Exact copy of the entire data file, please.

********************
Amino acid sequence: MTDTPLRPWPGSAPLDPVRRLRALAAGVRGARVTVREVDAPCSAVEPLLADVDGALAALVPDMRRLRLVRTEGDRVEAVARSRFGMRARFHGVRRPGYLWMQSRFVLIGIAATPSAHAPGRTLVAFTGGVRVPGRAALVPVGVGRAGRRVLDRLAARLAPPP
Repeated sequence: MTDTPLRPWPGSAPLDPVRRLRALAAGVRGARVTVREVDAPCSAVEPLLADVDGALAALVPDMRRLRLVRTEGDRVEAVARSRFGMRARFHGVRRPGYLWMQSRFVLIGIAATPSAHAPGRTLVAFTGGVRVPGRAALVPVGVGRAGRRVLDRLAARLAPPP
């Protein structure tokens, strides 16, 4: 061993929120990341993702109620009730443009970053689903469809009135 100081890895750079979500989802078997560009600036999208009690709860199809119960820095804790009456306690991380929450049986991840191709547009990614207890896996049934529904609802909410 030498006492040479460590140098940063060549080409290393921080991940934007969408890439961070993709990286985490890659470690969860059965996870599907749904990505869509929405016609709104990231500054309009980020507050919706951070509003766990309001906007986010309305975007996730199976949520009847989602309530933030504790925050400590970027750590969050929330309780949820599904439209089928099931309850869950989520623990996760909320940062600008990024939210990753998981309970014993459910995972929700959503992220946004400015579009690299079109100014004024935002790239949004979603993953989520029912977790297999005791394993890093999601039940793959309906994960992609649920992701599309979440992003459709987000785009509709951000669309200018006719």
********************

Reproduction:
Amino acid sequence: MTDTPLRPWPGSAPLDPVRRLRALAAGVRGARVTVREVDAPCSAVEPLLADVDGALAALVPDMRRLRLVRTEGDRVEAVARSRFGMRARFHGVRRPGYLWMQSRFVLIGIAATPSAHAPGRTLVAFTGGVRVPGRAALVPVGVGRAGRRVLDRLAARLAPPP
Repeated sequence: MTDTPLRPWPGSAPLDPVRRLRALAAGVRGARVTVREVDAPCSAVEPLLADVDGALAALVPDMRRLRLVRTEGDRVEAVARSRFGMRARFHGVRRPGYLWMQSRFVLIGIAATPSAHAPGRTLVAFTGGVRVPGRAALVPVGVGRAGRRVLDRLAARLAPPP
């Protein structure tokens, strides 16, 4: 061993929120990341993702109620009730443009970053689903469809009135 100081890895750079979500989802078997560009600036999208009690709860199809119960820095804790009456306690991380929450049986991840191709547009990614207890896996049934529904609802909410 030498006492040479460590140098940063060549080409290393921080991940934007969408890439961070993709990286985490890659470690969860059965996870599907749904990505869509929405016609709104990231500054309009980020507050919706951070509003766990309001906007986010309305975007996730199976949520009847989602309530933030504790925050400590970027750590969050929330309780949820599904439209089928099931309850869950989520623990996760909320940062600008990024939210990753998981309970014993459910995972929700959503992220946004400015579009690299079109100014004024935002790239949004979603993953989520029912977790297999005791394993890093999601039940793959309906994960992609649920992701599309979440992003459709987000785009509709951000669309200018006719």